We just launched a major revamp of the schedule in Basecamp 3. New calendar grid, new day drill-down, new navigation across months. It’s a big change, and we rolled it out simultaneously across five platforms: Web, Windows Desktop, OS X Desktop, iOS, and Android.Three people did the work in less than six weeks.Not because they worked 120 hour weeks. Not because they’re polymath geniuses. Not because they outsourced the work to offshore programming farms.Three people launched a major new feature across five platforms in six weeks because of their hybrid-integrationsuperpowers. Powers derived from using basic web technologies, Rails, Turbolinks, and the Majestic Monolith.These six weeks included all sorts of experimentation, back-and-forth, and trade-offs. It was both research and development. A flexible, fluid spec that we honed as we went along.Can you even imagine trying to do coordinate five different native teams covering all those platforms simultaneously? Or how many people it would take? Or how long the schedule would be?This industry often speaks of the 10x developer, and not a lot about the 10x environment. I think the latter is much more reproducible. And in fact, most people who appear to be 10x developers were simply lucky enough to be working in a 10x environment.Hell, one of the three people on this scheduling team was even our awesome intern, David Newell. And we just had one main designer on the crew as well. So that’s one intern programmer, one senior programmer, and one senior designer delivering this major upgrade in six weeks.We don’t have any proprietary magic at Basecamp. We’re literally giving all these superpowers away for free. Turbolinks is open source. Rails is open source. The Majestic Monolith and Hybrid Development patterns are well publicized. It’s all right there for anyone who wants to be this productive.And sure, you probably could eek out the last few percent of interface fidelity if you went all native everywhere on a feature like this. But the price of going from 95% Good Enough to 100% Verified Native is orders of magnitude. Some times those orders are worth it, but the vast majority of the time, they’re not.Basecamp 3 currently carries a 4.5/5 rating in both the iOS App Store and the Google Play store. Both are hybrid apps powered by Turbolinks and backed by that Majestic Monolith of a Rails app. The results speak for themselves.Going with hybrid integrationhas been absolutely key to how Basecamp gets to stay small and still deliver an ace experience across all the major platforms. And you can do it too, if you dare to reject the dogma of All Native, Microservices, and the dark side of heavy client-side JavaScript MVCs.Hybrid integrationis how we give our teams of three superpowers was originally published in Signal v. Noise on Medium, where people are continuing the conversation by highlighting and responding to this story.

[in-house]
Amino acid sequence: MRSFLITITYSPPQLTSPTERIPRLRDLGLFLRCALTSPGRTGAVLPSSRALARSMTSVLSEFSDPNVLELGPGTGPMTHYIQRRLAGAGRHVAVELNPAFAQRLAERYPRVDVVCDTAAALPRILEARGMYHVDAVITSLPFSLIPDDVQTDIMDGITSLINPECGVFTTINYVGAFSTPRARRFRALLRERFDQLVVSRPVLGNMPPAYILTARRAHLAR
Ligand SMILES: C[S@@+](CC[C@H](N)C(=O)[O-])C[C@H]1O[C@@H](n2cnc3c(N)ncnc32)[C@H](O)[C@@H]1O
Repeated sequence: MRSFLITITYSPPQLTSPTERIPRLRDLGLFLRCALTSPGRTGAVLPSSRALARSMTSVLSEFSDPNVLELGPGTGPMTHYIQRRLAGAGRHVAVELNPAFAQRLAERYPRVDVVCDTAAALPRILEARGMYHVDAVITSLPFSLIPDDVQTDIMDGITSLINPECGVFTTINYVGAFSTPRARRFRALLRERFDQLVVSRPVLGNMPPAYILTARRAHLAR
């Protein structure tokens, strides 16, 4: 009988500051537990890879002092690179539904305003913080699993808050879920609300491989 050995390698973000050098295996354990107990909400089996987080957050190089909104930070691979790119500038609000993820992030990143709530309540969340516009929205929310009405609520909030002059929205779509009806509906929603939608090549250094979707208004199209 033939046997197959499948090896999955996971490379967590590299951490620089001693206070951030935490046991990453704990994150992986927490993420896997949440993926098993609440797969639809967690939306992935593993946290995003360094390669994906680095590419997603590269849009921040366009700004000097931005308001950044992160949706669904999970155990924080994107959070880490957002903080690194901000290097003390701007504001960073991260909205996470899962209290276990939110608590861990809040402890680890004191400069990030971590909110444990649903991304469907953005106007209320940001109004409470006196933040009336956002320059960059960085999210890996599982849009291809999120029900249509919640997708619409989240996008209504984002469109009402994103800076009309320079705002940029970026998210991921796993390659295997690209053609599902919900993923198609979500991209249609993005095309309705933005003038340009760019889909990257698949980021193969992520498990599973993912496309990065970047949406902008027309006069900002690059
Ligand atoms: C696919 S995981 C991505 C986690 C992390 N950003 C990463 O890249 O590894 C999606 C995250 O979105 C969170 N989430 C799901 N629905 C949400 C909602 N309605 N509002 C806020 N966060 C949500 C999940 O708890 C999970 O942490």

Source: 37signals


Highrise 3.0 for iOS